Posts Tagged With: flowers

Salad of broad beans, radishes and goats cheese

This salad is a beautiful celebration of spring, with lots of lovely contrasting textures and flavours…

ourkitchengarden.net

Fresh from the garden: lettuces, broad beans, radishes, snap peas, marjoram, edible flowers
Recipe source: Melissa
Serves: 6 at home or 24 tastes

Equipment:

  • Saucepan & lid
  • Bowls – 2 large, 2 med, 1 small
  • Colander
  • 2 salad spinners
  • Paper towel
  • Mandoline
  • Potato peeler
  • Measuring – 1/4 cup, tablespoon, teaspoon
  • A small jar with lid
  • Plates or bowls to serve
Ingredients:

  • A handful lettuce leaves
  • A large handful broad beans in pod
  • A small handful radishes
  • A small punnet snap peas
  • 2 sprigs marjoram
  • 150g goats’ cheese
  • 1 tablespoon red wine vinegar
  • A teaspoon of honey
  • 1/4 cup extra-virgin olive oil
  • Flaked salt & black pepper
  • Edible flowers

What to do:

  • Fill the saucepan with water & set to boil on high heat.
  • Pod the broad beans, discarding the outer shell into the compost and add beans to the boiling water. Fill a large bowl with cold water and have ready.
  • Boil the broad beans for 3 minutes, drain and then immediately refresh in the bowl of cold water. Drain again and double-pod by slipping the outer shell off into the compost. Reserve beans.
  • Wash the lettuce leaves really well and spin dry in sections, reserving in a large clean, dry bowl. Wash & dry the marjoram sprigs, picking the leaves and leaving whole. Gently wash the flowers and reserve on a piece of paper towel until ready to use.
  • Scrub the radishes clean, wipe dry and using the mandoline or a peeler, carefully slice into thin discs.
  • Wash the snap peas, then top-and-tail each one, de-stringing as you go. Slice each bean in half or thirds.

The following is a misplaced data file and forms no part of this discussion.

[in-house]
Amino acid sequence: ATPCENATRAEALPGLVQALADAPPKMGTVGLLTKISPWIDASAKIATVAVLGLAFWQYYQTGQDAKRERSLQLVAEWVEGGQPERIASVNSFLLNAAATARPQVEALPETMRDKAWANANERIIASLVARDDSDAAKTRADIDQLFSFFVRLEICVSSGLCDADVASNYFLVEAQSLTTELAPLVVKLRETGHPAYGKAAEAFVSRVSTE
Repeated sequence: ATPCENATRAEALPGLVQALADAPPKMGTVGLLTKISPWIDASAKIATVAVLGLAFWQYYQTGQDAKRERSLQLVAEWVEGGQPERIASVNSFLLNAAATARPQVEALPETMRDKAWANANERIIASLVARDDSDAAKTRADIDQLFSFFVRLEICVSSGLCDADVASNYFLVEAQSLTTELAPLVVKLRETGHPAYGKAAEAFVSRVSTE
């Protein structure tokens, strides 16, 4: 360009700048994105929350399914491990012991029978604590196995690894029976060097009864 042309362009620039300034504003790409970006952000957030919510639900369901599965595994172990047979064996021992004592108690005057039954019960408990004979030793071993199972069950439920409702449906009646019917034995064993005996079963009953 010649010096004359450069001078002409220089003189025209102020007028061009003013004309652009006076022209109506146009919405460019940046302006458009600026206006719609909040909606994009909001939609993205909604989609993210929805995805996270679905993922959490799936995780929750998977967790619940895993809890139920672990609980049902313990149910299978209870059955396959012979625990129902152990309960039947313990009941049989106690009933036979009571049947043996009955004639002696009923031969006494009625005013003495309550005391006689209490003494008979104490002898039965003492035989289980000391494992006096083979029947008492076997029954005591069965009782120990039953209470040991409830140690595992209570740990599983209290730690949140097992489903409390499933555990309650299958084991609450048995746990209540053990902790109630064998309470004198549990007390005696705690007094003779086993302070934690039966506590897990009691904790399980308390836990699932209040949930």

• For the dressing, measure the olive oil, red wine vinegar and honey and pour them into the jar. Add a sprinkle of salt and pepper, and then put the lid on & give the jar a good shake.
  • Drizzle the dressing around the large lettuce bowl and gently turn the leaves with your fingers.
  • Place the leaves in the serving bowls, then pour the broad beans, radish slices and snap peas into the bowl and mix to cover in the residual dressing. Then sprinkle over each bowl of leaves.
  • Break the goats cheese into small chunks with your fingers and divide over the salads with the marjoram leaves.
  • Finish by carefully placing the flowers on top of the bowls of salad. Serve immediately!

Notes: What does residual mean? Why do we use honey vinaigrette here instead of our usual lemony dressing? Can you name some edible flowers?

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Herbal tisane

ourkitchengarden.net

Alice says, ‘A tisane is a fresh tea, an infusion of fragrant herbs, or flowers or spices, in boiling water. It is a soothing a refreshing finish to a meal, is complementary to most desserts, and offers a mild alternative to coffee. Tisane can be made from such flavourings as lemon verbena, mint, lemon thyme, lemon balm, hyssop, chamomile, citrus rind and ginger – alone and in combination. The one I make most is a combination of mint and lemon verbena. It is very beautiful made in a glass teapot so you can see the brilliant green leaves… I like to use small clear tea glasses, as they do in Morocco, so the lovely pale green colour is visible.’

Fresh from the garden: your choice of fresh herbs – English mint, spearmint, peppermint, lemon verbena, chamomile flowers, lemon thyme – orange, cumquat or lemon rind – ginger, cinnamon